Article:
Nov 27, 2014 (Economynext) – Sri Lanka’s common opposition Presidential hopeful said he will implement tough pictorial warnings on tobacco covering 90 percent of the pack, as he had quit his portfolio partly over the blocking of the regulation.
Former health minister Maithripala Sirisena told a group of doctors in Colombo that the administration led by President Mahinda Rajapaksa had blocked and delayed his attempts to bring tobacco warnings.
He had wanted to amend the law to bring pictorial warnings but the cabinet of ministers had rejected his cabinet memorandum.
He had been told by some ministers that the move will hurt the tourist industry with some saying that not a foreigner (suddekwath) would visit the country if pictorial warnings covered 80 percent of packs, he recalled.
Sirisena said then he had resorted to a provision where the regulations could be gazetted without first going to parliament. He had gazetted the laws without the knowledge of anyone in higher authority.
"I took responsibility. I was prepared to be sacked," he said.
Sirisena said he had incurred the displeasure of higher powers especially after that.
Parliament had also overwhelmingly supported the gazetted regulation later. The tobacco company then went to court.
Court then reduce the coverage of warning to 60 percent of the pack. He said former Chief Justice Sarath Silva – a controversial figure who had also come under fire for his allegedly partisan decisions favoring ruling administrations – had told him such a decision was unusual.
"At least 25 people die due to smoking every day," he told doctors. "You know the problem"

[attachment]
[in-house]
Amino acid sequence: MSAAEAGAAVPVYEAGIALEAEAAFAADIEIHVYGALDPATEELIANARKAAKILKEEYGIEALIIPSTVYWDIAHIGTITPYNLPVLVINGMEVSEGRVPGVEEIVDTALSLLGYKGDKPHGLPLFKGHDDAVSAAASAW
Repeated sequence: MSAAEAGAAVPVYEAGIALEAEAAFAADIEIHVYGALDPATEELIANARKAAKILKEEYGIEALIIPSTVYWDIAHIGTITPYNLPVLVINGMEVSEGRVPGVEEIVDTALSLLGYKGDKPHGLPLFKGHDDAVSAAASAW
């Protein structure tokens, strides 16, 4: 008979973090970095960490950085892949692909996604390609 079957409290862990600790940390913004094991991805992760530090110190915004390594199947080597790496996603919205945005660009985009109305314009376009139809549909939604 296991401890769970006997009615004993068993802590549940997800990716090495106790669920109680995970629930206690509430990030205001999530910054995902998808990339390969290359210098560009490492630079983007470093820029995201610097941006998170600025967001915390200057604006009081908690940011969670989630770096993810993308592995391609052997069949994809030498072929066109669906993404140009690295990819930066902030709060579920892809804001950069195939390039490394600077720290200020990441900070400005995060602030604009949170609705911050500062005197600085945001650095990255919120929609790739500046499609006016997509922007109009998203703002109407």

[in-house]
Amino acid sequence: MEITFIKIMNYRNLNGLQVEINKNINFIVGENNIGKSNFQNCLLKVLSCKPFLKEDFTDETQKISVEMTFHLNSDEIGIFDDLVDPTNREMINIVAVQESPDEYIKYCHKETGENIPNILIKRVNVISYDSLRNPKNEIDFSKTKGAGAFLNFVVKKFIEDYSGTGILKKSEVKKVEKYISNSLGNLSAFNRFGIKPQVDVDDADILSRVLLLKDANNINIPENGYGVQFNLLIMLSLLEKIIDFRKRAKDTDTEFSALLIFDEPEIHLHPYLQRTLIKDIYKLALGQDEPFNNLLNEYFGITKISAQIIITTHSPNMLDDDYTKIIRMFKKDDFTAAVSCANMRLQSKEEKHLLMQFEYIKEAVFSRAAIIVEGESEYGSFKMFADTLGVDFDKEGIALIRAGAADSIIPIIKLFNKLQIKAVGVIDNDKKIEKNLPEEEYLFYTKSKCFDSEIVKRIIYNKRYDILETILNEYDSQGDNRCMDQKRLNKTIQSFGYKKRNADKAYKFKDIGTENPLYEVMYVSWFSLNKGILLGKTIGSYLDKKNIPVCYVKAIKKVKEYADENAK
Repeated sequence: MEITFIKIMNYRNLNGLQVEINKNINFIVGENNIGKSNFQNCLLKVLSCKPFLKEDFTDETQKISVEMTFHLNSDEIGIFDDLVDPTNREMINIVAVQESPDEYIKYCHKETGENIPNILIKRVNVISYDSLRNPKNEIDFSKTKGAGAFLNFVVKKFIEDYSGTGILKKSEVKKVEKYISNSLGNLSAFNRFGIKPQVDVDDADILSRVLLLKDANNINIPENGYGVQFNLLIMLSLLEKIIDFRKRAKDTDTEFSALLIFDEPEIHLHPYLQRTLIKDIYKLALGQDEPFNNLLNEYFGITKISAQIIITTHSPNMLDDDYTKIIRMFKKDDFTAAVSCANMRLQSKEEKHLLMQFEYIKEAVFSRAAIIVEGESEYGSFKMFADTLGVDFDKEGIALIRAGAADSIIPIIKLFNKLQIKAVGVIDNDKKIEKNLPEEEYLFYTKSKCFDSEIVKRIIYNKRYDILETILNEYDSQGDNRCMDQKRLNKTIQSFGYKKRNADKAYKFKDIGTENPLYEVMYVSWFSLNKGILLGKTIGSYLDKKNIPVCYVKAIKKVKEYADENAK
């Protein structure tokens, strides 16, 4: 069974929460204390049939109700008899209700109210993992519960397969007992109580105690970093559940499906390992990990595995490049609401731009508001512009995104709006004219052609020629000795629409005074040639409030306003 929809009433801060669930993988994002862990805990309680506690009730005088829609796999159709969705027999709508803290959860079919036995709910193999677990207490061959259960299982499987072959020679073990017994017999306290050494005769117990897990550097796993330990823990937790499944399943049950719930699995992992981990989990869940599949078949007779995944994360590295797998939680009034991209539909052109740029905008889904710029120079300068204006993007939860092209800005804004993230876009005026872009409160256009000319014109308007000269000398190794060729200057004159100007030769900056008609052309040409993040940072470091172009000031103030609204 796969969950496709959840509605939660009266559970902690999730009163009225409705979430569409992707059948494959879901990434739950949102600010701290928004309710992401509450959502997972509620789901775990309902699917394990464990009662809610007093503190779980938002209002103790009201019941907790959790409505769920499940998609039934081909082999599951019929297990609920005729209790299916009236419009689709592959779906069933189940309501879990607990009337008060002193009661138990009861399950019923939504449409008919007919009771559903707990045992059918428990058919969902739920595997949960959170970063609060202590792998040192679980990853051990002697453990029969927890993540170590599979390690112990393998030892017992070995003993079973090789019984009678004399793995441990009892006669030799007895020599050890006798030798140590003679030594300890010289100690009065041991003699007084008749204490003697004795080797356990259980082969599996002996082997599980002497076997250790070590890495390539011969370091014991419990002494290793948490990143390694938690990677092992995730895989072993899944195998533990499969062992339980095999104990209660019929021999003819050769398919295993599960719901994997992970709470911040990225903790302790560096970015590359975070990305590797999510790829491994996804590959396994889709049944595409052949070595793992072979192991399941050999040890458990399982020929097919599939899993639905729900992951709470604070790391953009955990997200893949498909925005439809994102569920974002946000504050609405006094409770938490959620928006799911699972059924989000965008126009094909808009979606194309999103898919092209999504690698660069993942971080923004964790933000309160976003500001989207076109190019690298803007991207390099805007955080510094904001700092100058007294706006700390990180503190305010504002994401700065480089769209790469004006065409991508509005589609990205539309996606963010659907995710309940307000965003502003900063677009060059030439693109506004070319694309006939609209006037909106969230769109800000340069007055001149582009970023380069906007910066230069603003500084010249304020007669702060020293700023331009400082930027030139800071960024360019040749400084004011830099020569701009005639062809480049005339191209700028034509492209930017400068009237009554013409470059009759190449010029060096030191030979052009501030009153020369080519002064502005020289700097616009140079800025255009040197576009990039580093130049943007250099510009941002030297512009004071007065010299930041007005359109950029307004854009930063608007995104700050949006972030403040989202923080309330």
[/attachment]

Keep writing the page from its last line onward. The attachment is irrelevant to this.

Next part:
"When I come to power, the first thing I will do is to bring a gazette for pictorial warnings to cover 95 percent of the pack."
Bringing laws by gazette without public discussion is a dangerous trend which is partly why there is a remedy of going to court, analysts say.
Regulations can be drawn up secretly out of sight of the public and published by gazette suddenly with good or ill intentions. Such regulation may or not be fair or just.
Adolf Hitler completely bypassed parliament through an ‘enabling act’ in 1933 (Ermächtigungsgesetz) and gave effect to all laws through the Reich gazette.
Sirisena quit the ministry to challenge President Rajapaksa and has promised to bring back rule of law and constitutional restraint, independence of the judiciary and the public service, and abolish or reduce the powers of the presidency.
Earlier his attempts to bring a law to regulate drugs had also been stymied with the draft bill and supporting documents mysteriously disappearing from the legal draftsman’s office a week before the finalized draft was due to be returned to the health ministry, he said.
A representative of a pharmaceuticals firm had told him later in confidence that 2.5 million rupees had been collected from each firm.
"I did not ask him who collected the money, but there are more than 400 pharmaceutical companies registered."
Controlling the availability of different brands as well as price can hurt the freedom of sick people to choose the brand of drugs they want as well as their availability.
Critics say some brands of generic drugs may not work as effectively as those made by companies based in better regulated jurisdictions such as the US, and no efficacy tests are usually performed on generics.